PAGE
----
What might sustainable, local firms do with $49 mil?
In my vision of sustainable communities, I picture a thriving economy built around locally owned, independent businesses that embrace the triple bottom line: people, planet and profits. So it is that I have little patience for economic development practices prevalent in Oregon and around the country that emphasize national business recruitment over local business development.
I believe we should be doing much more to take care of the businesses that are already here putting down roots, hiring local residents, keeping their profits local and multiplying as they circulate in the local economy and being run by owners who are active in their communities — because they live here, too.
Editors at The Oregonian lost an opportunity to underscore that point in an editorial on Saturday about last week’s announcement of the Hynix semiconductor plant closure in Eugene. The decision puts 1,100 people out of work, many of them paid well above the average Eugene wage. Hynix, like any number of tech companies wooed by Oregon officials in the past several decades, was given large state and local tax credit incentives to locate in Eugene some 13 years ago.
Although the Hynix plant closure is an opportunity to question the wisdom of showering national or international businesses with tax breaks to locate in Oregon, The Oregonian editors say forget about it:
It’s not productive to second-guess the state’s wooing of Hynix and its use of tax incentives, as some in the Legislature have begun to do. A 2003 study by University of Oregon economics students Melinda Rowan and Jennifer Witt found that the $49 million in tax breaks and road enhancements used to lure Hynix resulted in a positive impact in taxes, wages and system development charges of more than $275 million over the first five years of its operation. Had the state not offered its incentives, Hynix wouldn’t have built its plant, employed 1,100 people and paid taxes.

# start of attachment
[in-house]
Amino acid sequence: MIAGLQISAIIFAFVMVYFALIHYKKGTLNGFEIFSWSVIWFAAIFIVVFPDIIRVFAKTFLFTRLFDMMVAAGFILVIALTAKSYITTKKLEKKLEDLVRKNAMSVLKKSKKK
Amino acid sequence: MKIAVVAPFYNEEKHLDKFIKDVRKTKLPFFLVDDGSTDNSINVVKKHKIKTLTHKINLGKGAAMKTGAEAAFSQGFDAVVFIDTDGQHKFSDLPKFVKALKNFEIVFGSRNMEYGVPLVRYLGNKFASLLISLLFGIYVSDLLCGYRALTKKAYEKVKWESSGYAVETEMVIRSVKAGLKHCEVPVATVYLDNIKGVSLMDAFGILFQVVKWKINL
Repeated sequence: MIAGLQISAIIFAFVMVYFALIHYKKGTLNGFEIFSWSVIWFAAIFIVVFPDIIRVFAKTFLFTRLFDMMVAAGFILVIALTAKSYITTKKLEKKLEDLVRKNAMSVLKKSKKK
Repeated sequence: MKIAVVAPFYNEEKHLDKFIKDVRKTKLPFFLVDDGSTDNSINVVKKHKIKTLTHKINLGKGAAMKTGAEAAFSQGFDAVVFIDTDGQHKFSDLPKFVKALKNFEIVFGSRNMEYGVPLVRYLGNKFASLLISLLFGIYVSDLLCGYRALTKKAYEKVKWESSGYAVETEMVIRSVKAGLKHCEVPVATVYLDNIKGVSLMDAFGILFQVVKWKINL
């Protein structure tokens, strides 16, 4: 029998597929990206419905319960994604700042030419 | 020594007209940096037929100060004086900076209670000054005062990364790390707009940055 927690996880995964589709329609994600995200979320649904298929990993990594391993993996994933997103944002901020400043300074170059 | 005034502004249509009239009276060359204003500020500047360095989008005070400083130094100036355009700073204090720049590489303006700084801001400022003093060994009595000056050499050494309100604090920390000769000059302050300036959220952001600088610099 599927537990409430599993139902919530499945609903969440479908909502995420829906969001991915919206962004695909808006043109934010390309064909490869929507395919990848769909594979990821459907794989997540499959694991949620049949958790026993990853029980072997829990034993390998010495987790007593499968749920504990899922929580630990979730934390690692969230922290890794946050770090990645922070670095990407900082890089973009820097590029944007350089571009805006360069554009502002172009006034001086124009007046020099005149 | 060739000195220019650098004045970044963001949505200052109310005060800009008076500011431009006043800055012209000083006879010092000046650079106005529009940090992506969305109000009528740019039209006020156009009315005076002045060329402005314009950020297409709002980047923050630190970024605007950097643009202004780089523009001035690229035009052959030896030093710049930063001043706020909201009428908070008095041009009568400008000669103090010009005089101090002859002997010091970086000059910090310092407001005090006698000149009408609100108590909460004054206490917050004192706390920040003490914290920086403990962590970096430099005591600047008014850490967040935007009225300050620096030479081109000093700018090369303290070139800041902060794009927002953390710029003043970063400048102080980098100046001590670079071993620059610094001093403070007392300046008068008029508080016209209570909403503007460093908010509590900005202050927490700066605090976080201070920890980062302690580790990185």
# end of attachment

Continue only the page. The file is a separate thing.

Their argument against re-examining the Hynix recruitment strategy is hardly convincing. The editors conclude Hynix would not have come here without the $49 million incentive package, so the positive impact in taxes, wages and whatever system development charges would not have been realized. But that’s assuming the $49 million in incentives were not spent at all.
What might have happened had the state and city pledged that same $49 million in 1995 for support of locally owned, independent businesses? Hynix received the equivalent of $44,500 for each of its current 1,100 employees from state and local government. What might 1,100 locally owned, independent businesses in the Eugene area been able to do with $44,500 each? Or what might 110 of the best locally owned, independent businesses in Eugene been able to do with $445,000 each?
We’ll never know the answer, but I’m not aware of any state or local economic development group even asking those questions. Businesses based and owned in Oregon are getting the short end of the economic development stick. They can only dream of government officials coming to them and saying, “We believe in you and want you to thrive in Oregon. Here’s a half-million dollar package to help you grow your business.”
Can you imagine what a select group of Oregon’s most innovative, most environmentally and socially committed business owners and their employees could and would do to reward the citizens of this state for making a meaningful public investment in their businesses? Not all of them would succeed, of course, but I’m certain enough would to add at least the equivalent of 1,100 quality jobs.
And most important of all, those successful locally owned, independent and sustainable businesses would keep repaying Oregon’s investment long after the 13-year life span of Hynix in Eugene.